Straight into limbo land
Club foot is more common than many realise, yet parents lack information about the condition
When Mia Barry went in for the 20-week scan on her second child she was told something was wrong with her baby’s feet. They thought it was talipes, the medical term for “club foot”.
“I was freaking out,” she says but they told her they didn’t know how bad it was and that she should come back at 30 weeks for another scan.
Ten weeks later it was confirmed her baby had talipes in both feet and that it appeared quite severe. It wasn’t life-threatening and there were very good treatments, she was assured, but that was the extent of the briefing she got.
“It was straight out into limbo land – terrifying.” The only information she could glean on the condition was on the website of a big UK charity, Steps. There was nothing about treatment in Ireland.
She was attending a private consultant and she felt his attitude to her questions was that since it wasn’t life-threatening, she should stop asking about it. “In other words, stop worrying, get a life . . .”
While she appreciates medical professionals see more serious abnormalities, “anything that is not normal when you are expecting [a baby] is very alarming”, she points out. “In my world, it is massive.”
Having experienced this “huge gap” in information between first hearing her child had talipes to treatment beginning, Swedish-born Barry resolved to do something about it for other parents. Within months of the birth of her son, Louis, in September 2009, she founded a support group, Talipes Together
Between 60 and 70 babies are born in Ireland every year with talipes, a congenital deformity of the foot that occurs in twice as many boys as girls and affects both feet in 50 per cent of cases.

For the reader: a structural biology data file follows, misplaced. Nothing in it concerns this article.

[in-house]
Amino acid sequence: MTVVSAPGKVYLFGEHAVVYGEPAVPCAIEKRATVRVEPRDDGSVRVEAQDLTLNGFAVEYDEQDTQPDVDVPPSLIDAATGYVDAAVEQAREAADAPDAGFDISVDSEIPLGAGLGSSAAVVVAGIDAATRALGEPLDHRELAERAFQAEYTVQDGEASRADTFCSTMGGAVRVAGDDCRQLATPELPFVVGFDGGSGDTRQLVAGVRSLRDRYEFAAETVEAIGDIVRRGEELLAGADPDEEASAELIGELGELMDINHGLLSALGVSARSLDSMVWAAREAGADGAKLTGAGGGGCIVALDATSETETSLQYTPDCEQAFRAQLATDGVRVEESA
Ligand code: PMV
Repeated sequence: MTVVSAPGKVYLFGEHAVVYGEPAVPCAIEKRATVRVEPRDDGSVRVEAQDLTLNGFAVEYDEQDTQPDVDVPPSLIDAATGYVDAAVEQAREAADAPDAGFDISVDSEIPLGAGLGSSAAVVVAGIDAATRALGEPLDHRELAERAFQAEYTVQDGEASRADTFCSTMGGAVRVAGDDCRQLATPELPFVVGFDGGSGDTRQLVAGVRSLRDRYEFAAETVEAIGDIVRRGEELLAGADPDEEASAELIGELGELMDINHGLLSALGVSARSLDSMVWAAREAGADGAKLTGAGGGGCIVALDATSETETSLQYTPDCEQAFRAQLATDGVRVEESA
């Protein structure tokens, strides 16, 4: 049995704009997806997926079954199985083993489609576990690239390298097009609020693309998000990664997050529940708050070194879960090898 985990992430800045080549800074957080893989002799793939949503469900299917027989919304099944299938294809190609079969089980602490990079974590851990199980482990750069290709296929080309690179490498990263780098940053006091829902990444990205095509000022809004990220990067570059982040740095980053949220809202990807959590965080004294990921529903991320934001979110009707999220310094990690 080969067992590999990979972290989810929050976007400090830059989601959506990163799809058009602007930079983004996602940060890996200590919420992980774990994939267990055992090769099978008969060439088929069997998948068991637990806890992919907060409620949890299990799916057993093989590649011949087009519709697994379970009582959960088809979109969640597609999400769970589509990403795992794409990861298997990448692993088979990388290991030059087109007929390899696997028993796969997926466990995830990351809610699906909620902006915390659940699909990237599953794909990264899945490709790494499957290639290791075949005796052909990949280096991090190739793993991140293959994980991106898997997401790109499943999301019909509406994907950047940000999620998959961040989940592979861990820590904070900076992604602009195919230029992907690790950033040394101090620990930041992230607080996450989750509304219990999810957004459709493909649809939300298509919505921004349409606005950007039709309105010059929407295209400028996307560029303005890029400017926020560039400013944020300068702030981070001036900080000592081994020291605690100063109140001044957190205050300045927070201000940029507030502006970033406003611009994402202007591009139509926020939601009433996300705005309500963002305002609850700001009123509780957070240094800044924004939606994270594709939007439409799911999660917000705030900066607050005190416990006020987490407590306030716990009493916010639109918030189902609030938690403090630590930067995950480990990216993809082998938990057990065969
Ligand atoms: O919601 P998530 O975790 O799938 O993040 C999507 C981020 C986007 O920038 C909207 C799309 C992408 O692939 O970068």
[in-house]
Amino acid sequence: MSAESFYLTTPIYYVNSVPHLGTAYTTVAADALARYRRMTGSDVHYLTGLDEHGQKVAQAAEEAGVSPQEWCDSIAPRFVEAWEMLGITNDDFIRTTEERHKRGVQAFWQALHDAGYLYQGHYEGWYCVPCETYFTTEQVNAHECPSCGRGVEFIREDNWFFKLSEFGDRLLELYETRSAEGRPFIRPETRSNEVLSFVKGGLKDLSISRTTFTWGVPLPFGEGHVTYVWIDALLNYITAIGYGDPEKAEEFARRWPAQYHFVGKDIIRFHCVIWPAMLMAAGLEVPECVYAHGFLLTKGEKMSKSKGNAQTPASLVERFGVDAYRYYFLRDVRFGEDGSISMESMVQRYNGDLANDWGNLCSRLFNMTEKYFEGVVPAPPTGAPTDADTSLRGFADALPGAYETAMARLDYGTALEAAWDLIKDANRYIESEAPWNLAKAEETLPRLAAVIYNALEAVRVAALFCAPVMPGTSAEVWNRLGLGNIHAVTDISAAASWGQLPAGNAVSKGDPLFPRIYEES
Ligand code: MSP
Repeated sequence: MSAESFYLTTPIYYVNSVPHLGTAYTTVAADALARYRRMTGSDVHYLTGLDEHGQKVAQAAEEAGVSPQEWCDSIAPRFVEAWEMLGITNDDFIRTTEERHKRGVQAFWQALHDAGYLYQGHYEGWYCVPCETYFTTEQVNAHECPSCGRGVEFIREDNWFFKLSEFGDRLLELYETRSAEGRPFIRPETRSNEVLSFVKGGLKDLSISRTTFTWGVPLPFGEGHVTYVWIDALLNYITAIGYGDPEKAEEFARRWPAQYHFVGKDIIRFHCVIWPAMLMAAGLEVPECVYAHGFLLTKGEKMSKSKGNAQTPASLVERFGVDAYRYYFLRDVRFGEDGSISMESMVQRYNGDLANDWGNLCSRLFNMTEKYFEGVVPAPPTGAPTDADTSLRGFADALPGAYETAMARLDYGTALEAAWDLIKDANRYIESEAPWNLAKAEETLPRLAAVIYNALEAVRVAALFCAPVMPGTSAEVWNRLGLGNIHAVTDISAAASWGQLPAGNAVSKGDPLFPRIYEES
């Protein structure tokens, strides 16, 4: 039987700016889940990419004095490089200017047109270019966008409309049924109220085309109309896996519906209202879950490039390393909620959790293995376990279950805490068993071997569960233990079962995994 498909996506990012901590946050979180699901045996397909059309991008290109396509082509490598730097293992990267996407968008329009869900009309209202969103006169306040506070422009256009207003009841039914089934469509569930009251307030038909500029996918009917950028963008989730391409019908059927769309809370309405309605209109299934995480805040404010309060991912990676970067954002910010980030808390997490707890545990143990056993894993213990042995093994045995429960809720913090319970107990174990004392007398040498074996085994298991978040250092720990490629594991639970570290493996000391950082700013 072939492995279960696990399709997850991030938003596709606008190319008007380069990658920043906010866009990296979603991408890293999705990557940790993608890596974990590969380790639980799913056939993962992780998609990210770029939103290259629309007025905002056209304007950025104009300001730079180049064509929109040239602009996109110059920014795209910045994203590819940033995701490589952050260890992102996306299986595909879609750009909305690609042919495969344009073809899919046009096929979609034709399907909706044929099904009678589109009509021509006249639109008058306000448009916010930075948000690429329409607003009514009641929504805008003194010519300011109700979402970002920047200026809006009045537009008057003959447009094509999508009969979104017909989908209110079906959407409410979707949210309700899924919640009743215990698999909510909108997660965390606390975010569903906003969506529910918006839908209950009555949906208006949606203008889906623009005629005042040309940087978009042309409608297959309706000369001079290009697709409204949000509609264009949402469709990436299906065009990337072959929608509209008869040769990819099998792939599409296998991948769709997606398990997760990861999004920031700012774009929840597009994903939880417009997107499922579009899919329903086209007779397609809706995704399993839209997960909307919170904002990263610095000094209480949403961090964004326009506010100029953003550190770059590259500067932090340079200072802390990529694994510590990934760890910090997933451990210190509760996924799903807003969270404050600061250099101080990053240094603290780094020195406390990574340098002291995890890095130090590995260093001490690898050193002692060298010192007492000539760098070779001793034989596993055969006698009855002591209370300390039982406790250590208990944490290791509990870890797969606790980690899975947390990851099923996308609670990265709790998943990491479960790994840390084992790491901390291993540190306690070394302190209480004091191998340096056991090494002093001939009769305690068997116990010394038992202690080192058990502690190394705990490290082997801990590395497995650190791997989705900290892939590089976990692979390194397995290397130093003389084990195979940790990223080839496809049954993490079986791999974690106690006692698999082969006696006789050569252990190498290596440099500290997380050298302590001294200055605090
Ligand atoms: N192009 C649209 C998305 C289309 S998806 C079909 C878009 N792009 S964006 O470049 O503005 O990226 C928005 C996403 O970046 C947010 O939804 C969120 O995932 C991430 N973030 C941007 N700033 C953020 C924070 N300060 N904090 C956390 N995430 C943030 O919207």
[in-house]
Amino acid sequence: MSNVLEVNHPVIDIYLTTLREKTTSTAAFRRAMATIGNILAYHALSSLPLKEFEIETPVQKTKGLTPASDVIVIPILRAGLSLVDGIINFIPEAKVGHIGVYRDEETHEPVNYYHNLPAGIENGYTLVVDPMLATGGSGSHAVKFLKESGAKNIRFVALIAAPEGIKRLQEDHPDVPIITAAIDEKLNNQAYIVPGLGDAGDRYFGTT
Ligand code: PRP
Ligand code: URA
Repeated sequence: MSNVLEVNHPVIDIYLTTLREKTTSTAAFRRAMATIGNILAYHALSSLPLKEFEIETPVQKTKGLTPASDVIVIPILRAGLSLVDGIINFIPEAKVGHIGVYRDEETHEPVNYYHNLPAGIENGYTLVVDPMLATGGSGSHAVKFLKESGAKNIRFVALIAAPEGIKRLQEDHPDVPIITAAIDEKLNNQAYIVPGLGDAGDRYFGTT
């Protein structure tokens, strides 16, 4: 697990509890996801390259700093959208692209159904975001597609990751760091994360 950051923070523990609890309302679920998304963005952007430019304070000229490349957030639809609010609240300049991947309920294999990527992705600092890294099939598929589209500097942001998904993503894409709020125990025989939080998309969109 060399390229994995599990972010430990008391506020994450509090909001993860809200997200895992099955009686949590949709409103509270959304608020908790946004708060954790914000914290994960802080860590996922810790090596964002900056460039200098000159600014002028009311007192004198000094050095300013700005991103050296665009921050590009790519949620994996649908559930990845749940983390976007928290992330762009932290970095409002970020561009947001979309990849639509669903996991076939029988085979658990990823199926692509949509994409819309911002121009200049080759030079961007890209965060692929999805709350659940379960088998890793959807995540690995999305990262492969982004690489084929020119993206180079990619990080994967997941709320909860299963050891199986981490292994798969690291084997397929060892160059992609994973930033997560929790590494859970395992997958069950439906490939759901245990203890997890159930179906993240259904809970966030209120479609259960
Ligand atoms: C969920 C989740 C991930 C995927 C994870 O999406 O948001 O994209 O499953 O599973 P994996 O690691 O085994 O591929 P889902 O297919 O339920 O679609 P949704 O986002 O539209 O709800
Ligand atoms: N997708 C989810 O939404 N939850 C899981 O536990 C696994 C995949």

For about 90 per cent of babies worldwide born with talipes it is what’s called an idiopathic condition – the cause is unknown and there is no associated condition, explains consultant orthopaedic surgeon Dr Paula Kelly. However, in Ireland an estimated 20 per cent of cases have a co-existing condition, such as spina bifida, various syndromes and other neuro-muscular disorders.
The Ponseti method
The good news is that the treatment of talipes in Ireland has improved “dramatically” over the past eight years, since the adoption of the Ponseti method. This is a manipulative technique that was developed by Dr Ignacio Ponseti at the University of Iowa back in the 1960s but it took the orthopaedic world almost 40 years to accept its effectiveness.
Before the introduction of Ponseti, the treatment for talipes was serial clamps and stretching and about 60 per cent of babies went on to have radical soft tissue surgery at the age of about six months, says Dr Kelly of Our Lady’s Children’s Hospital in Crumlin, where a Ponseti clinic opened in 2005.
With the Ponseti method, where a series of weekly plaster casts are put on the baby’s legs and then the Achilles tendon may be cut (a procedure known as a tenotomy), the need for significant surgery at age six months has dropped to 2 or 3 per cent of cases.
‘Not a disability’
A recent review of seven year olds showed that the surgery rate is up to 16 per cent by that age. However, these are not regarded as “failed” Ponseti treatment, but rather surgical adjustments to the foot, explains Kelly, who reassures parents that in the long term, children born with talipes function normally .